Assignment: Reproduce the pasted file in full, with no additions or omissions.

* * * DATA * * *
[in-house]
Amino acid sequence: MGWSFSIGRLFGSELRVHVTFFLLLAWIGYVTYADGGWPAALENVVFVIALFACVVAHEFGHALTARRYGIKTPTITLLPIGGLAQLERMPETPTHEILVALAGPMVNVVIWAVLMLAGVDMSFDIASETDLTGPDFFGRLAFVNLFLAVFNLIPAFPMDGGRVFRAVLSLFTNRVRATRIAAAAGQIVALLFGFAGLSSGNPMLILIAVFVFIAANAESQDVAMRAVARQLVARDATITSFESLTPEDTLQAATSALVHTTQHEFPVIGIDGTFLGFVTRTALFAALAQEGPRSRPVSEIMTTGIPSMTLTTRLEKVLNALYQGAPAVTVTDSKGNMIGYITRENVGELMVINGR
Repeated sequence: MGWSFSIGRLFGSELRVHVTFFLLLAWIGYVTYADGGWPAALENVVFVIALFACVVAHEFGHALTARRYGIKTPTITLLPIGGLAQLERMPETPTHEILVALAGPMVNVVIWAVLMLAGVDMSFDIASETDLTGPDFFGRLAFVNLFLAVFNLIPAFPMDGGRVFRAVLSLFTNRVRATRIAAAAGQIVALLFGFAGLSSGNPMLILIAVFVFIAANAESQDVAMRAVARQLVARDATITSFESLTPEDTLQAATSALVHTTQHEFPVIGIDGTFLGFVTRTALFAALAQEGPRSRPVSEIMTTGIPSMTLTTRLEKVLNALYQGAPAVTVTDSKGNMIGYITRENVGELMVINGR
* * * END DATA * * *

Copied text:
[in-house]
Amino acid sequence: MGWSFSIGRLFGSELRVHVTFFLLLAWIGYVTYADGGWPAALENVVFVIALFACVVAHEFGHALTARRYGIKTPTITLLPIGGLAQLERMPETPTHEILVALAGPMVNVVIWAVLMLAGVDMSFDIASETDLTGPDFFGRLAFVNLFLAVFNLIPAFPMDGGRVFRAVLSLFTNRVRATRIAAAAGQIVALLFGFAGLSSGNPMLILIAVFVFIAANAESQDVAMRAVARQLVARDATITSFESLTPEDTLQAATSALVHTTQHEFPVIGIDGTFLGFVTRTALFAALAQEGPRSRPVSEIMTTGIPSMTLTTRLEKVLNALYQGAPAVTVTDSKGNMIGYITRENVGELMVINGR
Repeated sequence: MGWSFSIGRLFGSELRVHVTFFLLLAWIGYVTYADGGWPAALENVVFVIALFACVVAHEFGHALTARRYGIKTPTITLLPIGGLAQLERMPETPTHEILVALAGPMVNVVIWAVLMLAGVDMSFDIASETDLTGPDFFGRLAFVNLFLAVFNLIPAFPMDGGRVFRAVLSLFTNRVRATRIAAAAGQIVALLFGFAGLSSGNPMLILIAVFVFIAANAESQDVAMRAVARQLVARDATITSFESLTPEDTLQAATSALVHTTQHEFPVIGIDGTFLGFVTRTALFAALAQEGPRSRPVSEIMTTGIPSMTLTTRLEKVLNALYQGAPAVTVTDSKGNMIGYITRENVGELMVINGR